“Mere postings” have a lot of flaws. Here are just a few.
Today I’d like to take a minute to talk to you about mere postings. What’s a mere posting you might ask? A mirror posting is when a seller wants to sell their property on the MLS, the multiple listing service, but they don’t want to use an agent to do it. So they call these fly by night companies and for anywhere from $50 to $2000 this company will place their listing on the MLS and allow the seller to act as their own agents. So, you don’t have a listing agent, you’re acting as your own agent, your doing appointments yourself, you’re taking calls yourself, and eventually you’re supposed to negotiate your own deal. Mirror postings are popular. A lot of real estate agents are getting upset by them, but they have a lot of inherent flaws built into them and I’m going to take a moment to tell you what those flaws are.
The first flaw with mere postings is this: they’re overpriced. I don’t even need to see the listing to know it’s overpriced, I just know that it is. How do I know this? Because these people have chosen to use an agent to list their place because they didn’t want to pay them. They’re not going to take that savings and pass it on to the buyer. No, they’re going to list at the highest price they think they can get. Another reason why mere postings are usually overpriced is because they’ve looked at their comparables and they’ve chosen the most expensive comparable for their neighborhood. If ten houses have sold in the neighborhood of that week, I guarantee you that mere posting has chosen the most expensive listing and used it as their comparable, whether it’s comparable or not.
Now, another option that a seller has with a mere posting is to offer a commission to a buyer’s agent. A lot of mere postings, they put up $1. If you’re doing that, good luck. You’re not going to sell your place, period. But a lot of these mere postings choose to offer 2.5% to a buyer’s agent. They think, “Well, as long as I’m on the MLS buyers are going to want to see my place. I’ll offer 2.5% to a buyer’s agent to bring a buyer to me.” That sounds great in theory, but that is very very flawed. This is the second problem with mere postings. By offering to pay the buyer’s agent a commission and not paying your own agent a commission, all you’ve done is pay for your opponent’s representation. You know, I liken that to suing someone in court and paying for that person’s lawyer and then coming in without your own. The buyer’s agent’s job is to talk you down in price, to get their buyer the best and lowest price they can. Their loyalty is to the buyer, not to you, the seller. So, you’ve paid somebody else to come in and talk you down in price, but you haven’t hired your own representation. Where’s the sense in that?
Now, the third and possibly the biggest flaw with mere postings is something they call the “grain of salt” factor. When someone is trying to sell their own property and somebody else is looking to buy it, they have to take everything the seller says with a grain of salt. Why is that? Because they’re trying to sell their own property. If I was an agent and I have a buyer, I’m taking him around and I show him fifty properties, let’s say. I’ll tell him the good things, bad things, positives and negatives about each property and let him make his own decision. I don’t necessarily care which property he buys, as long as he buys a property. For as a seller selling their own property, it’s only interested in selling their own property and listening to the seller trying to pitch their own upgrades is sometimes comical.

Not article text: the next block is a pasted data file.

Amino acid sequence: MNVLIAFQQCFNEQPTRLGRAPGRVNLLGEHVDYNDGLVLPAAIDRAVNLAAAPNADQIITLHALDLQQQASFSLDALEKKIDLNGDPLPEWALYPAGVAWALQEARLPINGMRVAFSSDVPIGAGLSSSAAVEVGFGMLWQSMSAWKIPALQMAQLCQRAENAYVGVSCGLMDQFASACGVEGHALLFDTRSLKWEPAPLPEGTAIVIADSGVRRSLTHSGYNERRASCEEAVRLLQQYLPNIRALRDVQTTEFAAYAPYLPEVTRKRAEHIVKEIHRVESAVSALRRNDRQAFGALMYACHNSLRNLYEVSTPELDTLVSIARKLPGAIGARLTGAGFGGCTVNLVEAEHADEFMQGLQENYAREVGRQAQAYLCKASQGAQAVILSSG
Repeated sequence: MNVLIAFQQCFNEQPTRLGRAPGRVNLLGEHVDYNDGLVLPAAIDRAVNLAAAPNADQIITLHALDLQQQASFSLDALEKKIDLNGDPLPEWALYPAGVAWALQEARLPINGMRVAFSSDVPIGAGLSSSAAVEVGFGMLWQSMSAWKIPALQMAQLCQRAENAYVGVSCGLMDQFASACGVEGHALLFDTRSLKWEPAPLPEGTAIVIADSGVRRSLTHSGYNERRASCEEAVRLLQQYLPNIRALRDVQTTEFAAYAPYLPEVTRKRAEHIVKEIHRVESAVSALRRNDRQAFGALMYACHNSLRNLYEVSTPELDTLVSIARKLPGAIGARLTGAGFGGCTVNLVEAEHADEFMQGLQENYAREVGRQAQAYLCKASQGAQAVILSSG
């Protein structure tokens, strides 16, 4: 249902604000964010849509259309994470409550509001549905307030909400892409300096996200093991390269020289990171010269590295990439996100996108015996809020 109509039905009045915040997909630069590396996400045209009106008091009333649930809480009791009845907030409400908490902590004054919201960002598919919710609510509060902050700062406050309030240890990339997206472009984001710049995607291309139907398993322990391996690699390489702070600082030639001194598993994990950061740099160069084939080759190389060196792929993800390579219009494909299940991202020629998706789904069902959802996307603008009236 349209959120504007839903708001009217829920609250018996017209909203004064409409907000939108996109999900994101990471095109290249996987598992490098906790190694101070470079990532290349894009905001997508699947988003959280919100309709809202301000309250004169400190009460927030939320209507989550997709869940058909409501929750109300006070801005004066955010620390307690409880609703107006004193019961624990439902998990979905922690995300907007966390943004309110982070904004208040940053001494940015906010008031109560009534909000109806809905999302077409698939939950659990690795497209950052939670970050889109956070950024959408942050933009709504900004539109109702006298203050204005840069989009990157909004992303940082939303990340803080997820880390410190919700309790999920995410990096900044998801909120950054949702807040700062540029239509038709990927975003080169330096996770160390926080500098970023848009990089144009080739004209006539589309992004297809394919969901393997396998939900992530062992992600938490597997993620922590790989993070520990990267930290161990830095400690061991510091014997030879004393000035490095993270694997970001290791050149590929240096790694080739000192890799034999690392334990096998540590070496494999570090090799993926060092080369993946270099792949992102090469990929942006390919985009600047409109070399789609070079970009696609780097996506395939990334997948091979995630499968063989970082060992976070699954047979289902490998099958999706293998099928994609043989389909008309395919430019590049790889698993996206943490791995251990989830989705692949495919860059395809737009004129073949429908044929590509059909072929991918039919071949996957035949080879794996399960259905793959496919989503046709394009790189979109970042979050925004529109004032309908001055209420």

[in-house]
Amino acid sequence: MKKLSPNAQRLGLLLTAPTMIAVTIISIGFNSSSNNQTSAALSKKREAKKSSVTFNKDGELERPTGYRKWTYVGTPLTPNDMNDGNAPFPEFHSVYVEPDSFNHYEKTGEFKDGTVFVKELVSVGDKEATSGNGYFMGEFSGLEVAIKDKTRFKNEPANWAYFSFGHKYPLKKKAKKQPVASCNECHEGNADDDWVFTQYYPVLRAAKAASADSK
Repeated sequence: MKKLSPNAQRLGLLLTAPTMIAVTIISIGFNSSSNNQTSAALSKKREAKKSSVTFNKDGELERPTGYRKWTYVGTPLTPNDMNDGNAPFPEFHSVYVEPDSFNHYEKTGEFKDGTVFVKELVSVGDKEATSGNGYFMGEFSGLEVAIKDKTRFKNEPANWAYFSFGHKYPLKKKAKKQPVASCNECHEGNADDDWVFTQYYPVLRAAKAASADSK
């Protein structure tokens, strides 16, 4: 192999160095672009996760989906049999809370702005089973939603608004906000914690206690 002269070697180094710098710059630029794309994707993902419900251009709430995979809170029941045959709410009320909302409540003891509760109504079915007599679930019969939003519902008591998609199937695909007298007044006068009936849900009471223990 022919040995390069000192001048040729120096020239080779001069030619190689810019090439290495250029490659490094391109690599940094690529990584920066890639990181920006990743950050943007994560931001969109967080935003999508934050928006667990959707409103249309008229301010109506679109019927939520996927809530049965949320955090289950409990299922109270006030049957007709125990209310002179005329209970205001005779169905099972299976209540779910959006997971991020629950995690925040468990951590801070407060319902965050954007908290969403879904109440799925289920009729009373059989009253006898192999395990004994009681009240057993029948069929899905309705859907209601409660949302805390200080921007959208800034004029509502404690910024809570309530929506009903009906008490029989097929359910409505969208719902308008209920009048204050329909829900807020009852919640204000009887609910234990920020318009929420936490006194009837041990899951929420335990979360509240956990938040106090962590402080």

Listen sellers, I’m going to give you a little tip here: laminate is not an upgrade. Nobody likes laminate. Laminate sucks. The only people who put in laminate are people that a) couldn’t afford to put in wood or b) are too cheap to put in wood. So if you have a buyer in there and you’re trying to sell them on how glorious your laminate is or what type of laminate or what color it is, I got to let you know that’s not an upgrade for most people. My buyers are looking how they’re going to rip that laminate the Hell out. Yes, it may look a little bit better than the shitty green carpet that you had under there, but it’s not as nice as wood and it’s not a selling feature. Just because it looks good to you doesn’t mean it looks good to the client and that is a perfect example of the “grain of salt” factor.
So, sellers, I hope I’ve given you a few points about mere postings that will help you make your decision as to whether you want to give it a try or list with a realtor and agents that are watching this I hope I’ve shown you that to me, mere postings are a gold mine. They’re nothing to worry about. Work with them and help your buyers score large.
My name’s Chris Borkowski. I’m a broker with Re/Max Hallmark and I’m here in the city of Toronto. If you have any questions are anything to say, by all means drop me a line. Thanks for watching.
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